Alternative Spring Break 2013-2014 - Out of the Shadows: Illuminating Multidisciplinary Perspectives on Mental Health in the Bay Area and Beyond

Basic Information
Application Process: 
Alternative Spring Break 2013-2014
Trip Name: 
Out of the Shadows: Illuminating Multidisciplinary Perspectives on Mental Health in the Bay Area and Beyond
Trip Location: 
Bay Area, CA
Air Travel Trip: 
No
Number of Participants: 
12
Trip Description: 

Did you know that mental health issues affect one in every five American families?

 

Mental health is often a difficult subject to speak openly about.  This may be for several reasons, including the unwillingness and fear of individuals to see themselves or others close to them as "diseased", the lack of a culturally sensitive, mainstream vocabulary for the discussion of mental health issues, and the stigma of seeking aid or treatment for psychiatric disorders.  Unfortunately, by not speaking openly and competently about these issues, we as a society risk leaving many individuals untreated, endangering their lives and damaging their communities and families, and holding back on potential advancements in care.

 

The aim of this class and its accompanying service trip is to begin to facilitate more open and informed conversations about mental health issues and their impacts in the larger community, whether that community is your dorm, Stanford campus, the Bay Area, the United States, or the world.  We hope to shed light on campus mental health resource availability, the different types of mental health disorders, their root causes, and current care and treatment methods, and perhaps most importantly, how we as students can serve as allies to those who seek to make mental health a priority in our personal lives, government policy, education, and medical research.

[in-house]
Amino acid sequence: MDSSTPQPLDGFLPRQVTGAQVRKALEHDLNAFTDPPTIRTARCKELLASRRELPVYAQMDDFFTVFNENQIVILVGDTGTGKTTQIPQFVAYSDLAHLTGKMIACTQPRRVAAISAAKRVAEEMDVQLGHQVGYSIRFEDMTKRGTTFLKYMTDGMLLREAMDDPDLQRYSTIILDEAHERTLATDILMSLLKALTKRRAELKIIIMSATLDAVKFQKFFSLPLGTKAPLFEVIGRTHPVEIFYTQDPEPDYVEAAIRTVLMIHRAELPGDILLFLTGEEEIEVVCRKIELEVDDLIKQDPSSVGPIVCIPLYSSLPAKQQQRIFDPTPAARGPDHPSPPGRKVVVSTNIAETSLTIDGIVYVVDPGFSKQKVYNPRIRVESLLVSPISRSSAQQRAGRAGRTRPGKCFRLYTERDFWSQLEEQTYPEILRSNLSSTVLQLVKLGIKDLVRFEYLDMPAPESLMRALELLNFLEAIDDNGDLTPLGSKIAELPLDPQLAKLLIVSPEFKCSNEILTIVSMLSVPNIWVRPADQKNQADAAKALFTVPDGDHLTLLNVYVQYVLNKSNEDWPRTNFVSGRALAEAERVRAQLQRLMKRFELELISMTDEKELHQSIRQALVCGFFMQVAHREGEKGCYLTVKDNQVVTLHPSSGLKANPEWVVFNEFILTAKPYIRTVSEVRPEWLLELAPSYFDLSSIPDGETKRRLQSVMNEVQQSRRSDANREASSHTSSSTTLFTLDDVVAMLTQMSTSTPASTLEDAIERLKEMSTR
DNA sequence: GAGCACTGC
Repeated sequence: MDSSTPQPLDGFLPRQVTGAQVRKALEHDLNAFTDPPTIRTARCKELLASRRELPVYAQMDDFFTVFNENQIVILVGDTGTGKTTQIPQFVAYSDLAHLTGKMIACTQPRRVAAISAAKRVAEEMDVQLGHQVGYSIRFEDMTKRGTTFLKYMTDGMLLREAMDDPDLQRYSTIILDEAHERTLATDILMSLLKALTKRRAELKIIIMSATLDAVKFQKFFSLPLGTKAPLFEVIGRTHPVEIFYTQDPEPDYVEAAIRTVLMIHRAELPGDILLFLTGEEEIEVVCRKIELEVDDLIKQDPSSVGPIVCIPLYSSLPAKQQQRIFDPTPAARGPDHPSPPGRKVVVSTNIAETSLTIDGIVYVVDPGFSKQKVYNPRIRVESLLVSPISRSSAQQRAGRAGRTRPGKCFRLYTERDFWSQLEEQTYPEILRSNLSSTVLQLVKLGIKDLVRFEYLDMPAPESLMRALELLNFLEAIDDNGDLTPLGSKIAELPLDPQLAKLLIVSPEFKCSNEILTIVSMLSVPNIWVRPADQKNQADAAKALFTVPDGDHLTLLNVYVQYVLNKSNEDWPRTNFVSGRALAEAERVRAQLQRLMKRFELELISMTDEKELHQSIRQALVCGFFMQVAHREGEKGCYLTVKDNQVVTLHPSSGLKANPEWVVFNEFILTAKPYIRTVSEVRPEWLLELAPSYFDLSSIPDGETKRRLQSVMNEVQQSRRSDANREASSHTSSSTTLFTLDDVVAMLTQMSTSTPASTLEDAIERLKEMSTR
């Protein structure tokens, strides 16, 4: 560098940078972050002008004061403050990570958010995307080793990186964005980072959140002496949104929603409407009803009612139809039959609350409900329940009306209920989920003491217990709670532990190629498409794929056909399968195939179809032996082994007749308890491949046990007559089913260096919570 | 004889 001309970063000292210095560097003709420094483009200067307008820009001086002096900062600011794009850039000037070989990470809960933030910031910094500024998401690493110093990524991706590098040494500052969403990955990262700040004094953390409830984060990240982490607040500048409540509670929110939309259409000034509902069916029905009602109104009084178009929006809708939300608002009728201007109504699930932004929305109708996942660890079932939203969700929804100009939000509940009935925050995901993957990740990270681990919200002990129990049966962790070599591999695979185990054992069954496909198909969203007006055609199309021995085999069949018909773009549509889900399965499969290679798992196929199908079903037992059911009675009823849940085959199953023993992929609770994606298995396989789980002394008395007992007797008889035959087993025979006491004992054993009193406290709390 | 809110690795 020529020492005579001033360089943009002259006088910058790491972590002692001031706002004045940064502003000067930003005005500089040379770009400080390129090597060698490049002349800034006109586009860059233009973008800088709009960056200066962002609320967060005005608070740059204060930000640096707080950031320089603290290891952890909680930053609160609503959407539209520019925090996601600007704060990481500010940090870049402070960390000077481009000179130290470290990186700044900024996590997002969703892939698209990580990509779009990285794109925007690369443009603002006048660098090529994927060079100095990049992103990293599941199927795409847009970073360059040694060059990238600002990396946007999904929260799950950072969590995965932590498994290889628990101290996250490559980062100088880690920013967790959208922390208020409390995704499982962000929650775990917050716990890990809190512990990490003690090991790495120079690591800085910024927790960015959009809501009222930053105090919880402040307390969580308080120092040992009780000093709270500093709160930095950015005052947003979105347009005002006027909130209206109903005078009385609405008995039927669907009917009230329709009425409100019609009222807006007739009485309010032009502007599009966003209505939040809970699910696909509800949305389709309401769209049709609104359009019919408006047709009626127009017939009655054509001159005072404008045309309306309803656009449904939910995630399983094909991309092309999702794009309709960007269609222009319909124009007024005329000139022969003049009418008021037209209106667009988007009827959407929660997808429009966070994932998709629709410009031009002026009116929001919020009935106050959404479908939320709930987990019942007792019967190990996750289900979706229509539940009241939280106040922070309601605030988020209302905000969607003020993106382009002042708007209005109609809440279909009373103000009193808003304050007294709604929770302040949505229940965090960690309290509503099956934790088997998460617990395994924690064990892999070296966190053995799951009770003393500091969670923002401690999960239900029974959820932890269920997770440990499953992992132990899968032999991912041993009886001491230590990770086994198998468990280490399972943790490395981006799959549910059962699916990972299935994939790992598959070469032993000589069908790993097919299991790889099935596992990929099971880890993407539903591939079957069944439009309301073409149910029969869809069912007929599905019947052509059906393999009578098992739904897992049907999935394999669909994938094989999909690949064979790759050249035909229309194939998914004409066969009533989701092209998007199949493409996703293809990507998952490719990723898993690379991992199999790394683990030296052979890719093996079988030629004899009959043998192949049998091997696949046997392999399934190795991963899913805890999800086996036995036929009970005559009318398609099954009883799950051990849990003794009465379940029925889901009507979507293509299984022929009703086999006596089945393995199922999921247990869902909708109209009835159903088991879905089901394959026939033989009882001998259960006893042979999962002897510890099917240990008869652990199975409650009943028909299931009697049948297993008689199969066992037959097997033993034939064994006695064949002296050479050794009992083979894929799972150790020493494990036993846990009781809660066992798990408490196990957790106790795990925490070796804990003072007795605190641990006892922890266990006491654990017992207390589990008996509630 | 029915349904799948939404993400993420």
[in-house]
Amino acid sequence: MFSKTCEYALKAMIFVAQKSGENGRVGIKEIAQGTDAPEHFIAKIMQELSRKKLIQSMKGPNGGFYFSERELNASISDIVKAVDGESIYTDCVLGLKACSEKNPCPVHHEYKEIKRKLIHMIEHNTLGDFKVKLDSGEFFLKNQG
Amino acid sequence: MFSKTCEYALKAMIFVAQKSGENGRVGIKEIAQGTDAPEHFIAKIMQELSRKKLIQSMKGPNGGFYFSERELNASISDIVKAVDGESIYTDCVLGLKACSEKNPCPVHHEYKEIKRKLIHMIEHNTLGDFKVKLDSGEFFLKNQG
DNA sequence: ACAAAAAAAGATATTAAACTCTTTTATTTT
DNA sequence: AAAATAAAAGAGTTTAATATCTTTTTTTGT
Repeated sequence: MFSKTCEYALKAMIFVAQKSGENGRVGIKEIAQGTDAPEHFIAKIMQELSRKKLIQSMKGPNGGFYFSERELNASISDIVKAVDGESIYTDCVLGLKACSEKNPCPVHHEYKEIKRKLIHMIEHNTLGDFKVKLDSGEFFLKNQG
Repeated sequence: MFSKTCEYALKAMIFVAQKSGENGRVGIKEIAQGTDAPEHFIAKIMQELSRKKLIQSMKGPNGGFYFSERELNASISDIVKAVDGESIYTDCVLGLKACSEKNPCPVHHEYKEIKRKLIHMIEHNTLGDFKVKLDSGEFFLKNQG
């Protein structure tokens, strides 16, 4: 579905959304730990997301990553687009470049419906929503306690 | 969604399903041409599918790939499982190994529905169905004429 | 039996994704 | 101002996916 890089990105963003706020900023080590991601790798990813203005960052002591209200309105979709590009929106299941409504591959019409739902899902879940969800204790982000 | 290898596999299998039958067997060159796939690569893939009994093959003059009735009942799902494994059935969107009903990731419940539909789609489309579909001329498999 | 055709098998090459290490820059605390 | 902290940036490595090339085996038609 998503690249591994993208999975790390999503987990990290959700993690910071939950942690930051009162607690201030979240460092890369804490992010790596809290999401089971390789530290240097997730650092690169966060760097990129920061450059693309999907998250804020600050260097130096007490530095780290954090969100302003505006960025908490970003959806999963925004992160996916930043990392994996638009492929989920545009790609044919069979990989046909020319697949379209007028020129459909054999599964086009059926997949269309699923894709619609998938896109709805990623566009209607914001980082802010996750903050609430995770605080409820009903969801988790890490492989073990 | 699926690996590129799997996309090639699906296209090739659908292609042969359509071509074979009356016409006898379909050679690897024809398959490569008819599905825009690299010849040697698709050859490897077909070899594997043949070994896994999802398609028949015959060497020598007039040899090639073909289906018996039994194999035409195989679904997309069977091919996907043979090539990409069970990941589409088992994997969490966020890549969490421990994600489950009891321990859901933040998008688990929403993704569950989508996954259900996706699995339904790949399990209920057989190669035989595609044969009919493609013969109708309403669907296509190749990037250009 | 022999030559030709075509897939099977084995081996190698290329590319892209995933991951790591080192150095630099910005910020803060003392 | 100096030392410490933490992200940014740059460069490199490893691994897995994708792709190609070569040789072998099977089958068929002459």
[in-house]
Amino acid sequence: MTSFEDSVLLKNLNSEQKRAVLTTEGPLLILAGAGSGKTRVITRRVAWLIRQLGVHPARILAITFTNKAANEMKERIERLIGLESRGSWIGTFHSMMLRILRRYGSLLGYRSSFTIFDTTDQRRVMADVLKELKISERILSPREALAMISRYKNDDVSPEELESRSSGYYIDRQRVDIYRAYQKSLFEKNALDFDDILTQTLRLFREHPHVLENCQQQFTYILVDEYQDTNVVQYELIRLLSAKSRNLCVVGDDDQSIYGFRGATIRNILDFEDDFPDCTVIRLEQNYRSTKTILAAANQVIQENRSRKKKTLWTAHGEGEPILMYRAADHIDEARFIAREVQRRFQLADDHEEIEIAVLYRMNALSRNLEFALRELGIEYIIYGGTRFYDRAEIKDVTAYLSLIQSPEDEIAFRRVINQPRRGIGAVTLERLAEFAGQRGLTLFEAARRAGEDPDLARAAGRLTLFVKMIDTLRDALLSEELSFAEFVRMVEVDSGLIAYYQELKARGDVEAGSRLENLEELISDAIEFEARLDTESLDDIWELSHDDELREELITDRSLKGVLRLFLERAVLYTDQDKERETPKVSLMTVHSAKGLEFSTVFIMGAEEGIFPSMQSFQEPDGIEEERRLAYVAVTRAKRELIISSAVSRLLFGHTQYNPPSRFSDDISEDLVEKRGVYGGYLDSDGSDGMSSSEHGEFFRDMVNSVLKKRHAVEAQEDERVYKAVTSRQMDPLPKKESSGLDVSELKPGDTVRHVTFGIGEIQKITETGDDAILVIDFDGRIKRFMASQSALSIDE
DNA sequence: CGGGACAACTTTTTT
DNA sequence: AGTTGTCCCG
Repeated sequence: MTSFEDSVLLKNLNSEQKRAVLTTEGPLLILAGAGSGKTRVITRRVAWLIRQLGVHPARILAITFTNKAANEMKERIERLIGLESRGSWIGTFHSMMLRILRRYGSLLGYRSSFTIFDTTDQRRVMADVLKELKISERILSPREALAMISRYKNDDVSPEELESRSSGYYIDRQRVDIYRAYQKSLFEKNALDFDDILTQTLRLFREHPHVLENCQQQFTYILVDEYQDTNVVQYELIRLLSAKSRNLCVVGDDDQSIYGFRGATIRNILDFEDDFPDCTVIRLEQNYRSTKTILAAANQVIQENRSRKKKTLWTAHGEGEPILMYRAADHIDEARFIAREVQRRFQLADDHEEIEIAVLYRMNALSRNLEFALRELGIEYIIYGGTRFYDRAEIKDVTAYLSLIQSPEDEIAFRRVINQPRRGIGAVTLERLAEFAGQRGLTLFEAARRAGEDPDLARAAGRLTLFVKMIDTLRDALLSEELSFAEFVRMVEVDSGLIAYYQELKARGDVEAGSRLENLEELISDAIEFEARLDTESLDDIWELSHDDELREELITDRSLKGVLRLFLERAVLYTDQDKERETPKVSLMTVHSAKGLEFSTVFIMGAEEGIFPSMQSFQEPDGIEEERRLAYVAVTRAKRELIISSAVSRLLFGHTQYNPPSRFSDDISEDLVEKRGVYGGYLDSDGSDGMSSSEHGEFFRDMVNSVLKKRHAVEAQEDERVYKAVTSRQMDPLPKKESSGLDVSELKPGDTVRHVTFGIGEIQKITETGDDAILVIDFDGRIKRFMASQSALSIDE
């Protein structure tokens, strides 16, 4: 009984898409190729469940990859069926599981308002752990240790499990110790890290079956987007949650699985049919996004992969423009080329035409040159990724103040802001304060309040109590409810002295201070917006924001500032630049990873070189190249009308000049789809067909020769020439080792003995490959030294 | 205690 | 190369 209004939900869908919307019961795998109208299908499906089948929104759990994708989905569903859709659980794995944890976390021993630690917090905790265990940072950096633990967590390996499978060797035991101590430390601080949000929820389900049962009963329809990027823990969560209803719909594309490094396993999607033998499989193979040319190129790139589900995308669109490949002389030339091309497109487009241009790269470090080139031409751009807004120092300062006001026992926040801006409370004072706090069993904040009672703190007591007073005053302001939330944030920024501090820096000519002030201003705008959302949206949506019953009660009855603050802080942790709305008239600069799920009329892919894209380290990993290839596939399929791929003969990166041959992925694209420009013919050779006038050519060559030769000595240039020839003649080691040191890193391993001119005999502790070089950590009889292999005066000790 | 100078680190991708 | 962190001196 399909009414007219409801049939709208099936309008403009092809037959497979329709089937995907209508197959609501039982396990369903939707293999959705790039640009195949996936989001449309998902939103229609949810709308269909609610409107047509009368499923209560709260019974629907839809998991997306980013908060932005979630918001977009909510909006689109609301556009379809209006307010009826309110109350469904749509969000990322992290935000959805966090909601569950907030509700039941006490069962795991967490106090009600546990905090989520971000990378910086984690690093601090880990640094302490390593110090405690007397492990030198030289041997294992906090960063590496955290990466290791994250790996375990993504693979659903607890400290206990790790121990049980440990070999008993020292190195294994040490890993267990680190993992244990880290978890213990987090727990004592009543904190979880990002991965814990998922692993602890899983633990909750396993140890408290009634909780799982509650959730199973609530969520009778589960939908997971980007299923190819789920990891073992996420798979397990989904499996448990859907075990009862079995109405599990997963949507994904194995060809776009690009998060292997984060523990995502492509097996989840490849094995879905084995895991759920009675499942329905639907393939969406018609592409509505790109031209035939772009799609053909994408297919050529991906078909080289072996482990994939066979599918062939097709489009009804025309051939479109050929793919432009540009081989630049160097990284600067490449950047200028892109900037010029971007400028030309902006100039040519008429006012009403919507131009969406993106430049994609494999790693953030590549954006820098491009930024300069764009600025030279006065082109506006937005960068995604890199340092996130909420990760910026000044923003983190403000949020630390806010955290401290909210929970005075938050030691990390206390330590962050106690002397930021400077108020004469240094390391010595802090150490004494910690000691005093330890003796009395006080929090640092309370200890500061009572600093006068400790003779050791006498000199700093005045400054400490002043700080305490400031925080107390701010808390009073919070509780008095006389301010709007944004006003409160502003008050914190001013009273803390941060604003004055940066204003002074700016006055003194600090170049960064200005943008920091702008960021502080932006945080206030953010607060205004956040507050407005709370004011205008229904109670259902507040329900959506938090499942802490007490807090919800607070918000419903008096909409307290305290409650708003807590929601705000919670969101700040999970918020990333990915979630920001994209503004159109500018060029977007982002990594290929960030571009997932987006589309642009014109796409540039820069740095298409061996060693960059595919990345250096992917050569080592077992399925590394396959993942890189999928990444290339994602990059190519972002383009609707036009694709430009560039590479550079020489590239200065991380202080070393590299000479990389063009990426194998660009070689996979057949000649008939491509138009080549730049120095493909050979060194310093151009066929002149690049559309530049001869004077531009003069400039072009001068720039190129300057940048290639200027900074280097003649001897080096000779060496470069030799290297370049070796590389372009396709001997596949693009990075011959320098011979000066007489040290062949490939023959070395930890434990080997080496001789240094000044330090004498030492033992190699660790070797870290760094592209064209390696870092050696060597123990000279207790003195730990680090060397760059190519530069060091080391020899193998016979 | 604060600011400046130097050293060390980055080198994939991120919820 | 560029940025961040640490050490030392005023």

TRIGGER WARNING: We appreciate your willingness to share your personal experiences with us and/or the class if you wish.  However, we fully understand that not everyone is comfortable doing so, and we would further like to note that some of the content we will be discussing in class may be triggering for some individuals.  Please let us know if this is the case for you, and we would be happy to accommodate your needs.

Trip Leaders
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Jimmy He

Hey ASBers! I’m Jimmy, a senior majoring in Biology with a minor in Religious Studies. As a former Branner Public Service Scholar, I have sampled a wide-range of service-learning trips including participating in ASB, Impact Abroad to Nicaragua, and co-leading a TGB trip on Alzheimer’s disease and last year’s ASB trip on mental health. Part of why I have become interested in mental health is that it is not only a growing issue for college campuses but also directly affects my family, people in my state of Wisconsin, and a lot of the veterans that I have interacted with at the Menlo Park VA Hospital through United Students for Veterans’ Health (USVH). The trip I co-led last year greatly affected my perspectives on mental health and led me to transition from basic, hard-core science lab research to working in Dr. Rebecca Bernert’s clinical lab focusing on sleep interventions in certain population cohorts to prevent suicide. When I’m not busy preparing for classes and/or other activities, I like to swim long laps at the pool, visit my cousins in San Francisco, discover new music, and watch Wheel of Fortune! I am sincerely looking forward to meeting all of you and learning from your perspectives on this important issue.

Virginia Wang

Hi!  My name is Virginia, and I'm a current junior majoring in Biology here at Stanford.  As my primary academic interest is in neurobiology, I've been fascinated by the interactions between brain and behavior for a long time.  Having also been involved heavily in public service before and at Stanford in several different capacities (shout outs to Branner's Public Service Scholars program, Stanford Red Cross, & Arbor Free Clinic!), I began to think more critically about America's healthcare systems, especially with regards to individuals with psychiatric disorders, diagnosed or undiagnosed.  Through some personal experiences and after seeing some of the posts on the Stanford Confessions Facebook page, I realized that mental health at large is an issue that needs to be talked about for the benefit of the entire community, no matter how uncomfortable those conversations might be.  While I'm not thinking about brains, you can probably find me lurking around the music building, eating, or sleeping.  (Well, I hope you don't actually find me sleeping...)  I can't wait to meet all of you!  :)